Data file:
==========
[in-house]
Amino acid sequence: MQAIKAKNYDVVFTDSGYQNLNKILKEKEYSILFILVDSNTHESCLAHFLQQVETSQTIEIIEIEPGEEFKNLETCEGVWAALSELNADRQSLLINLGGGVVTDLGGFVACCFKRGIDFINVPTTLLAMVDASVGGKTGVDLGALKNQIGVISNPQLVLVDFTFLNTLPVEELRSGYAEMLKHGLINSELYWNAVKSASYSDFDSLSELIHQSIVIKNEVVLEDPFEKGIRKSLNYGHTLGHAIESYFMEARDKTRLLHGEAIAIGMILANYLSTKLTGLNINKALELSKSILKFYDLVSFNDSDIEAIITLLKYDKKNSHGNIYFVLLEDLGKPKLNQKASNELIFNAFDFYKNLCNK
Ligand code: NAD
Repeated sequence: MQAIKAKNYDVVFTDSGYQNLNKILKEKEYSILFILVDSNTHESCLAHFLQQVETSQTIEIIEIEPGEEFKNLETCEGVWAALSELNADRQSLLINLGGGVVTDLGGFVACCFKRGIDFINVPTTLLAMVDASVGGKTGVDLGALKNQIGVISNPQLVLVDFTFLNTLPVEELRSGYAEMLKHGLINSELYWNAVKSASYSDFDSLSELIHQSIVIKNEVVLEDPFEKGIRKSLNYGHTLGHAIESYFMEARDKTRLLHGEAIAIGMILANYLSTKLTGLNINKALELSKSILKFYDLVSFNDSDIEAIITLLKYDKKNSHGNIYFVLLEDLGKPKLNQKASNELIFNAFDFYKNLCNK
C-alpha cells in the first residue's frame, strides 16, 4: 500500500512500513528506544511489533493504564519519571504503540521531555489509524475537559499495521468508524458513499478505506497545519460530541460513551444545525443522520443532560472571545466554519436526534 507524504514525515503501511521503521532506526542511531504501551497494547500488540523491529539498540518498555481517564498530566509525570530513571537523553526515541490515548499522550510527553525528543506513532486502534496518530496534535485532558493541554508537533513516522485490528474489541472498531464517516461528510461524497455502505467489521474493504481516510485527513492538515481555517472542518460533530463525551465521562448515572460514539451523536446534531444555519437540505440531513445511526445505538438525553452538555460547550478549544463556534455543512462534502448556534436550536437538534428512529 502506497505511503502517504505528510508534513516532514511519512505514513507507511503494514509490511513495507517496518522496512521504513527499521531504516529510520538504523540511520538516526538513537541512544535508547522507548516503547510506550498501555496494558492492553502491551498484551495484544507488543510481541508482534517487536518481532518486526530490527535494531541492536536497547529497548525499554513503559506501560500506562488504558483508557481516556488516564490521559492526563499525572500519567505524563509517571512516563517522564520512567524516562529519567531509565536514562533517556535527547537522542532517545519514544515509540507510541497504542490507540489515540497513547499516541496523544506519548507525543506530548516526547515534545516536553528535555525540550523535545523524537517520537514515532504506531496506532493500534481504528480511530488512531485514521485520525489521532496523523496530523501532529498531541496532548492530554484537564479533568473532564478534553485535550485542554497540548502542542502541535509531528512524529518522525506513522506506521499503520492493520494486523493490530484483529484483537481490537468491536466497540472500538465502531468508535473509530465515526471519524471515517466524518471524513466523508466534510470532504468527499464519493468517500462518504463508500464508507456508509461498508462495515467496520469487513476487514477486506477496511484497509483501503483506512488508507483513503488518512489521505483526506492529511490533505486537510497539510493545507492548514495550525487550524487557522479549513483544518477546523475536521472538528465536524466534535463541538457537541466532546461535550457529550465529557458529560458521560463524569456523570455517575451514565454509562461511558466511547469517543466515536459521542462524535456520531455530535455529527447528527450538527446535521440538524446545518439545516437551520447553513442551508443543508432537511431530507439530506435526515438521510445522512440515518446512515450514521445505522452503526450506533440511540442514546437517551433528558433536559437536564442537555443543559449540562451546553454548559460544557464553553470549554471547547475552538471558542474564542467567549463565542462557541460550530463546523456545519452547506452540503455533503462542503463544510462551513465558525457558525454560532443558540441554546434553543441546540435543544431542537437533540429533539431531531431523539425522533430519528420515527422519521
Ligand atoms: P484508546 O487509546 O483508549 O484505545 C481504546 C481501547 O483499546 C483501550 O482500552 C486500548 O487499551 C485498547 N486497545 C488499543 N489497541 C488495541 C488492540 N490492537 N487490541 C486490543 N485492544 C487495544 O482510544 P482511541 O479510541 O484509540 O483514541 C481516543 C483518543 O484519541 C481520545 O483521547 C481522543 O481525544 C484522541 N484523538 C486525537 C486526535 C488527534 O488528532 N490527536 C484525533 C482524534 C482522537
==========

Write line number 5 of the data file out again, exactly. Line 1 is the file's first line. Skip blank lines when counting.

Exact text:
C-alpha cells in the first residue's frame, strides 16, 4: 500500500512500513528506544511489533493504564519519571504503540521531555489509524475537559499495521468508524458513499478505506497545519460530541460513551444545525443522520443532560472571545466554519436526534 507524504514525515503501511521503521532506526542511531504501551497494547500488540523491529539498540518498555481517564498530566509525570530513571537523553526515541490515548499522550510527553525528543506513532486502534496518530496534535485532558493541554508537533513516522485490528474489541472498531464517516461528510461524497455502505467489521474493504481516510485527513492538515481555517472542518460533530463525551465521562448515572460514539451523536446534531444555519437540505440531513445511526445505538438525553452538555460547550478549544463556534455543512462534502448556534436550536437538534428512529 502506497505511503502517504505528510508534513516532514511519512505514513507507511503494514509490511513495507517496518522496512521504513527499521531504516529510520538504523540511520538516526538513537541512544535508547522507548516503547510506550498501555496494558492492553502491551498484551495484544507488543510481541508482534517487536518481532518486526530490527535494531541492536536497547529497548525499554513503559506501560500506562488504558483508557481516556488516564490521559492526563499525572500519567505524563509517571512516563517522564520512567524516562529519567531509565536514562533517556535527547537522542532517545519514544515509540507510541497504542490507540489515540497513547499516541496523544506519548507525543506530548516526547515534545516536553528535555525540550523535545523524537517520537514515532504506531496506532493500534481504528480511530488512531485514521485520525489521532496523523496530523501532529498531541496532548492530554484537564479533568473532564478534553485535550485542554497540548502542542502541535509531528512524529518522525506513522506506521499503520492493520494486523493490530484483529484483537481490537468491536466497540472500538465502531468508535473509530465515526471519524471515517466524518471524513466523508466534510470532504468527499464519493468517500462518504463508500464508507456508509461498508462495515467496520469487513476487514477486506477496511484497509483501503483506512488508507483513503488518512489521505483526506492529511490533505486537510497539510493545507492548514495550525487550524487557522479549513483544518477546523475536521472538528465536524466534535463541538457537541466532546461535550457529550465529557458529560458521560463524569456523570455517575451514565454509562461511558466511547469517543466515536459521542462524535456520531455530535455529527447528527450538527446535521440538524446545518439545516437551520447553513442551508443543508432537511431530507439530506435526515438521510445522512440515518446512515450514521445505522452503526450506533440511540442514546437517551433528558433536559437536564442537555443543559449540562451546553454548559460544557464553553470549554471547547475552538471558542474564542467567549463565542462557541460550530463546523456545519452547506452540503455533503462542503463544510462551513465558525457558525454560532443558540441554546434553543441546540435543544431542537437533540429533539431531531431523539425522533430519528420515527422519521